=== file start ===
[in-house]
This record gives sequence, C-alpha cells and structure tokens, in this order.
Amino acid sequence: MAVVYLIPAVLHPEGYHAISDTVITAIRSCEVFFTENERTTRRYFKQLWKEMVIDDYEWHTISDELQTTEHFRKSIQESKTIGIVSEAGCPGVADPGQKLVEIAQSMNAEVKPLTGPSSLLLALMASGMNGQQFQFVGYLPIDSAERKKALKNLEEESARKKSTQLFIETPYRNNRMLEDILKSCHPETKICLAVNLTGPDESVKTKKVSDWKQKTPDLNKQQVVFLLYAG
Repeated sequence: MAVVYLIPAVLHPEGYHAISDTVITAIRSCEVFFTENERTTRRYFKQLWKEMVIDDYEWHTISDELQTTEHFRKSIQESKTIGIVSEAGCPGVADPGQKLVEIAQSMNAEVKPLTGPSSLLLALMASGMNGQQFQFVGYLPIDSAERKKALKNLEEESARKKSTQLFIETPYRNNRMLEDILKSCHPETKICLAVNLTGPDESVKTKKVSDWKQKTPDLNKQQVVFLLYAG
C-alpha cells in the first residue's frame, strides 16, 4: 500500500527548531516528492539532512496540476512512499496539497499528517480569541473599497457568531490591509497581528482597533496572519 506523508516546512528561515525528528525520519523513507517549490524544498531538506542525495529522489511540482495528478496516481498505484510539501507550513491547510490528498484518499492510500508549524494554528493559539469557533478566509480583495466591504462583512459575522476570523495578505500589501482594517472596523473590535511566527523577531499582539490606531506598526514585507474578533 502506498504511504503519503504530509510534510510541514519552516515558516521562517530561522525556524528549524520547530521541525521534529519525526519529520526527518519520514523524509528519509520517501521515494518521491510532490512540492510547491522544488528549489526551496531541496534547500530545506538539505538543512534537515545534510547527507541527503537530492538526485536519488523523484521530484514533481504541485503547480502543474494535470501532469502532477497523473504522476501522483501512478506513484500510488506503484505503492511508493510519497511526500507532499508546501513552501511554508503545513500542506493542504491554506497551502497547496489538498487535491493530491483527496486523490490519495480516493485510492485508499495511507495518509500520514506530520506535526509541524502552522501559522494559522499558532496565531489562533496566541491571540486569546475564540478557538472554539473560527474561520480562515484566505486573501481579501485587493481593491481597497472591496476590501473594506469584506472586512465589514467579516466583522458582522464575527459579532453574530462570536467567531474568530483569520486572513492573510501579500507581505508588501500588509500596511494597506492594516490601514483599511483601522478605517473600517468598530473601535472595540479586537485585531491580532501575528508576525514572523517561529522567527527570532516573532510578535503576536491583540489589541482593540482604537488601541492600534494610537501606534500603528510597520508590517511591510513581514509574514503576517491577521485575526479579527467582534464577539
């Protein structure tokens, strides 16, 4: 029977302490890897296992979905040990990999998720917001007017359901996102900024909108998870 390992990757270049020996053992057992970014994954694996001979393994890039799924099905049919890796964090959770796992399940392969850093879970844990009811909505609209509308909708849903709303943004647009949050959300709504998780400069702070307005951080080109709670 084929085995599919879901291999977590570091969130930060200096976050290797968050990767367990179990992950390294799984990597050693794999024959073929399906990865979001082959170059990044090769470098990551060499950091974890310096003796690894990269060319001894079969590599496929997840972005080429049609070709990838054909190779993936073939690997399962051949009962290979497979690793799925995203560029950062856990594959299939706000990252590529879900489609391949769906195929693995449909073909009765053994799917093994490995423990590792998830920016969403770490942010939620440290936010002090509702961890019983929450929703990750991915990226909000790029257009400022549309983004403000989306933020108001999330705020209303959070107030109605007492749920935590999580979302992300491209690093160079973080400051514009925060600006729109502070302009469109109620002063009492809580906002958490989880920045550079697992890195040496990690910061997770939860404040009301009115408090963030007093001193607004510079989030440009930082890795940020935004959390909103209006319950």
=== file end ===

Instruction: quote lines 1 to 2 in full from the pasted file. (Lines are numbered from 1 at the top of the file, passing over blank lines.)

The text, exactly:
[in-house]
This record gives sequence, C-alpha cells and structure tokens, in this order.